I want to explain my problems by the following sentences. The following sentences have been taken from Reader's Digest.

"Ed tries to explain why he would want to keep a pile of records he never listens to. "It's just knowing that they're there. That I could listen to them if I wanted to" I reminded him that his turntable doesn't work. "So, actually you can't listen to them." Which reminds me. I pick up the turntable and put it on the designated throw away pile, which I had envisioned at the beginning of this undertaking as a towering, teetering mound engulfing most of our front entryway and portions of the pavement, but is in reality closer in size to the little is in reality closer in size to the little mounds of toenail parings Ed occasionally stacks up on the bedside table."

1) Read again "Which reminds me. I pick up the turntable and put it on the ..............". 'Which' indicates a dependent clause that can not express full sense without main clause. But there are no main clause. It seems that it is an independent clause. Please explain this fact. Would anybody like to give the link of other posts related to this kind of problem?

2) In "but is in reality closer in size ......." what is the subject of auxiliary verb 'is'? It seems that subject is far from 'is', and it will be found in the previous sentences of it. How to find it? If it is possible, please mention the links the post that are related to this problem. You may say some keywords with which I can be able to find the posts related to this problem.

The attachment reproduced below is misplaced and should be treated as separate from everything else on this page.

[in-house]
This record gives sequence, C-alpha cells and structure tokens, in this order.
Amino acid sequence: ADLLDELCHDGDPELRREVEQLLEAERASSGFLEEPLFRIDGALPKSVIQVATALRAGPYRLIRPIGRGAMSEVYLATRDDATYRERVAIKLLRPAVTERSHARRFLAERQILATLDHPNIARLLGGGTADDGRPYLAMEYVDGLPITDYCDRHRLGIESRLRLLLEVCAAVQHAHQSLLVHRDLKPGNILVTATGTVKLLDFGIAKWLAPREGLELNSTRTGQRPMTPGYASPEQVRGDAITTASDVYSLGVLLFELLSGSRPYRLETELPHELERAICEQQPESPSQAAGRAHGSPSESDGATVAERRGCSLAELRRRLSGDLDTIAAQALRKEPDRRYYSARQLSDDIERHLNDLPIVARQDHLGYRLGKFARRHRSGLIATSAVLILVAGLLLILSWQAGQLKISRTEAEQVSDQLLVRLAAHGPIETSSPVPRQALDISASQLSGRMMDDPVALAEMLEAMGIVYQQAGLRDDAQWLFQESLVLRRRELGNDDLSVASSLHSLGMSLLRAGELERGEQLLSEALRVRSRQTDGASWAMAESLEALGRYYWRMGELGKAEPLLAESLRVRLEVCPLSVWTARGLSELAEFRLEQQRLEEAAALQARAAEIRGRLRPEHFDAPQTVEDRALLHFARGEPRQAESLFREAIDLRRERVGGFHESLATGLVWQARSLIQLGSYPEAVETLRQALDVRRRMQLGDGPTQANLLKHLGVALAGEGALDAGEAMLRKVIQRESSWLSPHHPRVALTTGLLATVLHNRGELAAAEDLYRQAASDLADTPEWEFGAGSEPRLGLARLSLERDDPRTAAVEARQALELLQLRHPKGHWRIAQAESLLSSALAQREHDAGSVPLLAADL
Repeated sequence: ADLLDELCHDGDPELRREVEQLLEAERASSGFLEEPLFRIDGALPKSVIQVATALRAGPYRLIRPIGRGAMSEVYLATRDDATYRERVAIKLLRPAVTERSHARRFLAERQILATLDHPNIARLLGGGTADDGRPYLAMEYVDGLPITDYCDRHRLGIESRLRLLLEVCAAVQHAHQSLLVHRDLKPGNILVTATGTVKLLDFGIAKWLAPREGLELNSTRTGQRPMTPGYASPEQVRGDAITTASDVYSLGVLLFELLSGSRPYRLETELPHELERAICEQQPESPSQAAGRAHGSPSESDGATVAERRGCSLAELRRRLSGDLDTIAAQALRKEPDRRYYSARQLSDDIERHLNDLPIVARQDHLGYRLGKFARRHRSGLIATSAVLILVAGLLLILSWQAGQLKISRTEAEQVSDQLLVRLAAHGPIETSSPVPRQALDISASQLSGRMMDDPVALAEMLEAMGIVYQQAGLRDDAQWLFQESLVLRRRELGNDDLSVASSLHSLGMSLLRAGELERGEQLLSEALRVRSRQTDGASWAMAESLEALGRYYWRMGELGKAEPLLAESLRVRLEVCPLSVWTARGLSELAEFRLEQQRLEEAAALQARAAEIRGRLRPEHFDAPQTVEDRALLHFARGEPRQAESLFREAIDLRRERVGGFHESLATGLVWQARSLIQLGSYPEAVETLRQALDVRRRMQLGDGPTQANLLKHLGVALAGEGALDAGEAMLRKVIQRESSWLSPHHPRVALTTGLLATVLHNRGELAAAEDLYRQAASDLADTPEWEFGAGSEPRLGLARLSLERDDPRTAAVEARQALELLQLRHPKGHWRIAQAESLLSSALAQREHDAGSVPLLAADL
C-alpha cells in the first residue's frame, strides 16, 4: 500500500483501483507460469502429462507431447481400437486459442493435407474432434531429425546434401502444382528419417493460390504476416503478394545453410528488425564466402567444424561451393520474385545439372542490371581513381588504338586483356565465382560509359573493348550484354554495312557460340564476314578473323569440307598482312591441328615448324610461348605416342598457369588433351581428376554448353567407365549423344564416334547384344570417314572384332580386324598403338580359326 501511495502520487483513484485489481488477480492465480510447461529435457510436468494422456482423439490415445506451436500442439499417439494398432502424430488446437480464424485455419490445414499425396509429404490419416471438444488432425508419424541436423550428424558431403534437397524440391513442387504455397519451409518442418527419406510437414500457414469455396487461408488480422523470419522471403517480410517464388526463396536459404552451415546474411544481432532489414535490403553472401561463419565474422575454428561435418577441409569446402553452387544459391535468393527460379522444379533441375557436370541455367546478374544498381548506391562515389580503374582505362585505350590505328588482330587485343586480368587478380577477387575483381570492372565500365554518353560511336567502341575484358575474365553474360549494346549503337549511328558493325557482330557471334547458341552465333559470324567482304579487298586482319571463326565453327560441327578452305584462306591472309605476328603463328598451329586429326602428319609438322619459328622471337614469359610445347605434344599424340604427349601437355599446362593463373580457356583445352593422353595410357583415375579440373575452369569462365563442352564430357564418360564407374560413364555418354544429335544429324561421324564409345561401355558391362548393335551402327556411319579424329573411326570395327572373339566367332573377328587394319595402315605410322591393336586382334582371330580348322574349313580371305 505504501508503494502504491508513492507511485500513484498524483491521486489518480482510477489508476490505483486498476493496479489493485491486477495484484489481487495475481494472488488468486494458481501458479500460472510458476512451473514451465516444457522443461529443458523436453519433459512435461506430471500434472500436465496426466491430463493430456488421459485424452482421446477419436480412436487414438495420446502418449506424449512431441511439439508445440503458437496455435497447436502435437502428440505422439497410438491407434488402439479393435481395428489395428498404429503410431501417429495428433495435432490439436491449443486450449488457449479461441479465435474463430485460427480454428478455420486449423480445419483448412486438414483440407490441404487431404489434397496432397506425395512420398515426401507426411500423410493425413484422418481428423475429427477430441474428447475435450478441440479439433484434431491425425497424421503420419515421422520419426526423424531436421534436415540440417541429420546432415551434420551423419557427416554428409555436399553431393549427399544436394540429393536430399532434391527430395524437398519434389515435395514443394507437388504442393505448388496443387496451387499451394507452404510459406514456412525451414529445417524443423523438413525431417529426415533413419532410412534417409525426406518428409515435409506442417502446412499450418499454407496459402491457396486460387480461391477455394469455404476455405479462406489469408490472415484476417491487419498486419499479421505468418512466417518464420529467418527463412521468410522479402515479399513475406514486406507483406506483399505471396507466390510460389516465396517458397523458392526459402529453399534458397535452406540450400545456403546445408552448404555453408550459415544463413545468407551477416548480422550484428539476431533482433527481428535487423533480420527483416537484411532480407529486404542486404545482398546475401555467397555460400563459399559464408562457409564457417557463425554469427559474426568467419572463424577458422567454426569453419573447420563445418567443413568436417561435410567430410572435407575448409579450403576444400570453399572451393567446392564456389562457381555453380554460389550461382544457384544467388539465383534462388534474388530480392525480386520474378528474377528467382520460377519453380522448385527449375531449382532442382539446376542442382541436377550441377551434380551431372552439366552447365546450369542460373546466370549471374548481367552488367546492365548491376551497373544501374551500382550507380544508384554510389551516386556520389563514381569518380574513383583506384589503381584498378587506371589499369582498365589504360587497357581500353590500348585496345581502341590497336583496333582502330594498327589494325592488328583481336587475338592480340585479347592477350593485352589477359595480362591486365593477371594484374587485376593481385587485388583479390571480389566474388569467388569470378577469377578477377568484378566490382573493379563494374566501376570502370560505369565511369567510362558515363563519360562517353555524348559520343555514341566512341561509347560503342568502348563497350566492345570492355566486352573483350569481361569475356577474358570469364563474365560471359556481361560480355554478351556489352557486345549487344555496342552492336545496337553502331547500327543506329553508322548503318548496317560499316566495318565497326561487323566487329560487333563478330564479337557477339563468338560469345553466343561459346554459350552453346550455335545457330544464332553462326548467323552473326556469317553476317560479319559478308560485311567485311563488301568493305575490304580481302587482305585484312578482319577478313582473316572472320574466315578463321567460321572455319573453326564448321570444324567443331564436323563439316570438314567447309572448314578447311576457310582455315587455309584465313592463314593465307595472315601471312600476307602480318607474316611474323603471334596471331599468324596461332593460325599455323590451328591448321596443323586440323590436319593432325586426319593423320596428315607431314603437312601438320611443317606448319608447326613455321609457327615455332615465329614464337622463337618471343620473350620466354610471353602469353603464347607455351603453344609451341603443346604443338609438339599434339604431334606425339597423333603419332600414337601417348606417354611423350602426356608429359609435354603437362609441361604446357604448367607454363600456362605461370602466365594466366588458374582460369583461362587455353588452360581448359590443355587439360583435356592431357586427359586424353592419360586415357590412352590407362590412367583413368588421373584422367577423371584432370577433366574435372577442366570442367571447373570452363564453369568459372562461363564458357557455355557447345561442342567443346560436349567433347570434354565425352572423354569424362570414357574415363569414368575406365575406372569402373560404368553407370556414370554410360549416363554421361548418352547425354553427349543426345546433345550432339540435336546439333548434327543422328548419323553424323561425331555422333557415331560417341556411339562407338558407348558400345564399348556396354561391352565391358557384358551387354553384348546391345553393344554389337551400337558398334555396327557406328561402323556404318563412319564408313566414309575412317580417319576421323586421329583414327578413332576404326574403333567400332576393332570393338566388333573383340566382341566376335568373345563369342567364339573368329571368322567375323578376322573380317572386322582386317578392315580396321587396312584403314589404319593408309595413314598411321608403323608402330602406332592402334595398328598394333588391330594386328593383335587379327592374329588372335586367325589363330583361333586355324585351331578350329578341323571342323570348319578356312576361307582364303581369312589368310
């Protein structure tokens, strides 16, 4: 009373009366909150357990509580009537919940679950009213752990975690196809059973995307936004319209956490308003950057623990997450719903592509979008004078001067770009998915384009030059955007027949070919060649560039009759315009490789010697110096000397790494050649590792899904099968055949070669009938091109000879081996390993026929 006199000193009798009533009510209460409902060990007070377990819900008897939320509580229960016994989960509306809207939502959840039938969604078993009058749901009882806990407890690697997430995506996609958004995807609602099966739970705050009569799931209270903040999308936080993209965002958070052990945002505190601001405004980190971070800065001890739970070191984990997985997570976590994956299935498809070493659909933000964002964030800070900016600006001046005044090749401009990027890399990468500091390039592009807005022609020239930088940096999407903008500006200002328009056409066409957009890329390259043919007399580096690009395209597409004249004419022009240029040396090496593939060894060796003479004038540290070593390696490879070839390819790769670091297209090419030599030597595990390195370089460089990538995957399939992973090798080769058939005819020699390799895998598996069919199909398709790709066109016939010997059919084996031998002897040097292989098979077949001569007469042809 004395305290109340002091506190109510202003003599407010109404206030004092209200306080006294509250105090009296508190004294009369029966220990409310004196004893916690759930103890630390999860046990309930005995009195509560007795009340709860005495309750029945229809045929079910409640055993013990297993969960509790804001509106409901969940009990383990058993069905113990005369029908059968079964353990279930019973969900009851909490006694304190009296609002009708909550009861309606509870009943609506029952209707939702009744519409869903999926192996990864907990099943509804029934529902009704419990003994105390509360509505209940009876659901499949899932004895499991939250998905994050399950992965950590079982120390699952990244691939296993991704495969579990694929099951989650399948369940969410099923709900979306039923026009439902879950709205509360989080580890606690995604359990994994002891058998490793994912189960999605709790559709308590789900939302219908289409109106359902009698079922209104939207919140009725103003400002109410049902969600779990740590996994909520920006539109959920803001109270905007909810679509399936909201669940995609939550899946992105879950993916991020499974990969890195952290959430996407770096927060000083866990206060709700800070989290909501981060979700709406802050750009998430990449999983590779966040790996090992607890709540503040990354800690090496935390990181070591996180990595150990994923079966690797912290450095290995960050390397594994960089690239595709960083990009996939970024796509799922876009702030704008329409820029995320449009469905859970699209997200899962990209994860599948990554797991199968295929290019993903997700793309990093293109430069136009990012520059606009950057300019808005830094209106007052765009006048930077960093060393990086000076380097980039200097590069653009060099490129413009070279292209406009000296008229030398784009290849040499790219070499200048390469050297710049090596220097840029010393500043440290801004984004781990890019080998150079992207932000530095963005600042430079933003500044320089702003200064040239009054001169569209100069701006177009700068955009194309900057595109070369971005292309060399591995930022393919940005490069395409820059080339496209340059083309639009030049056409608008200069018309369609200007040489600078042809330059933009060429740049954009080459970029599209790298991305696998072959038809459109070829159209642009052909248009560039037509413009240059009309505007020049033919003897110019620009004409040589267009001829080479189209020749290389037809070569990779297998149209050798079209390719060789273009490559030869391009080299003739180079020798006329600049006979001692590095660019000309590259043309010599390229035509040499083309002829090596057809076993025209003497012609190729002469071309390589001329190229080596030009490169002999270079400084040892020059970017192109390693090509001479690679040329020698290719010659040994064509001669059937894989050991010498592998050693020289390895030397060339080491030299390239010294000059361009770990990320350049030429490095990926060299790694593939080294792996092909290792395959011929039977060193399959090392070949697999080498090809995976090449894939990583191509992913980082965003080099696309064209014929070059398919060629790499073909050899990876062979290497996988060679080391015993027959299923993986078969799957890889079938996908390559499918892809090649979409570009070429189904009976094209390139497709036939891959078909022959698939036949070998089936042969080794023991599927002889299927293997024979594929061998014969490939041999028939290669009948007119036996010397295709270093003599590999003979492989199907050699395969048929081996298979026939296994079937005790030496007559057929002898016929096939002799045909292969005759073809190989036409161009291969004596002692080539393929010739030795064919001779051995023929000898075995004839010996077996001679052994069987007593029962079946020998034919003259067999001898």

• The subject of "is" is "designated throw away pile", which is near the beginning of the same sentence. How to find it? After eliminating the intervening dependent clause "which I had envisioned ...", the subject is almost immediately before the verb. Commented Mar 16, 2015 at 17:38

1 Answer 1


"Which reminds me." is an appositive relative clause which is associated with one of the two preceding sentences (I'm not sure which), and the "which" refers to that sentence. It would be more usual to use a comma to show its connection to the preceding clause it goes with, but here the fact that the preceding is a direct quotation would make that typographically difficult. It's perfectly grammatical, and means the same as "And that reminds me" with "that" referring to the preceding sentence.

The subject of "is in reality ..." is "which", referring to "the designated throw away pile". I'll confess, though, I can't figure out the structure of this relative clause, but I'm sure it's grammatical.

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